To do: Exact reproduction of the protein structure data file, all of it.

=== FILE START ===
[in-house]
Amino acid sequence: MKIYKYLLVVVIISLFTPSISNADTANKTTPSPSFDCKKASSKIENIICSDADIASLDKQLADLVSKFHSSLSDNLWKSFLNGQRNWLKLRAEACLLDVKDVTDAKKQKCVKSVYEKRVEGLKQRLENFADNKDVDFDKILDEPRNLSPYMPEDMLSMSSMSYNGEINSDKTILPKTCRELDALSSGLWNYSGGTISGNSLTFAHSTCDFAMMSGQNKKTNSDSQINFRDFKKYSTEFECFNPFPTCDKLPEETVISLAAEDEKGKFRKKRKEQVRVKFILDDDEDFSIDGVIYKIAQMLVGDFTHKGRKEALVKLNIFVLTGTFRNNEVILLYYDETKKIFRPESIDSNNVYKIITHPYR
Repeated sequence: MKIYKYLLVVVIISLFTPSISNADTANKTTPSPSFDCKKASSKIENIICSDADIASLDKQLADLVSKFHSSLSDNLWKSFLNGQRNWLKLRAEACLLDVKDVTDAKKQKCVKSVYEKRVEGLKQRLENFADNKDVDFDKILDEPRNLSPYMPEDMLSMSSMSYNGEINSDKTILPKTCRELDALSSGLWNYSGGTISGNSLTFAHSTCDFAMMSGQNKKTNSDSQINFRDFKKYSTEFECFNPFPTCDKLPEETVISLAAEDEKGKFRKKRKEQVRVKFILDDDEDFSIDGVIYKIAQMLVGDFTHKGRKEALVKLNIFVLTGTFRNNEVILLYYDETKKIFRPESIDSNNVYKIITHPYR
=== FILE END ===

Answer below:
[in-house]
Amino acid sequence: MKIYKYLLVVVIISLFTPSISNADTANKTTPSPSFDCKKASSKIENIICSDADIASLDKQLADLVSKFHSSLSDNLWKSFLNGQRNWLKLRAEACLLDVKDVTDAKKQKCVKSVYEKRVEGLKQRLENFADNKDVDFDKILDEPRNLSPYMPEDMLSMSSMSYNGEINSDKTILPKTCRELDALSSGLWNYSGGTISGNSLTFAHSTCDFAMMSGQNKKTNSDSQINFRDFKKYSTEFECFNPFPTCDKLPEETVISLAAEDEKGKFRKKRKEQVRVKFILDDDEDFSIDGVIYKIAQMLVGDFTHKGRKEALVKLNIFVLTGTFRNNEVILLYYDETKKIFRPESIDSNNVYKIITHPYR
Repeated sequence: MKIYKYLLVVVIISLFTPSISNADTANKTTPSPSFDCKKASSKIENIICSDADIASLDKQLADLVSKFHSSLSDNLWKSFLNGQRNWLKLRAEACLLDVKDVTDAKKQKCVKSVYEKRVEGLKQRLENFADNKDVDFDKILDEPRNLSPYMPEDMLSMSSMSYNGEINSDKTILPKTCRELDALSSGLWNYSGGTISGNSLTFAHSTCDFAMMSGQNKKTNSDSQINFRDFKKYSTEFECFNPFPTCDKLPEETVISLAAEDEKGKFRKKRKEQVRVKFILDDDEDFSIDGVIYKIAQMLVGDFTHKGRKEALVKLNIFVLTGTFRNNEVILLYYDETKKIFRPESIDSNNVYKIITHPYR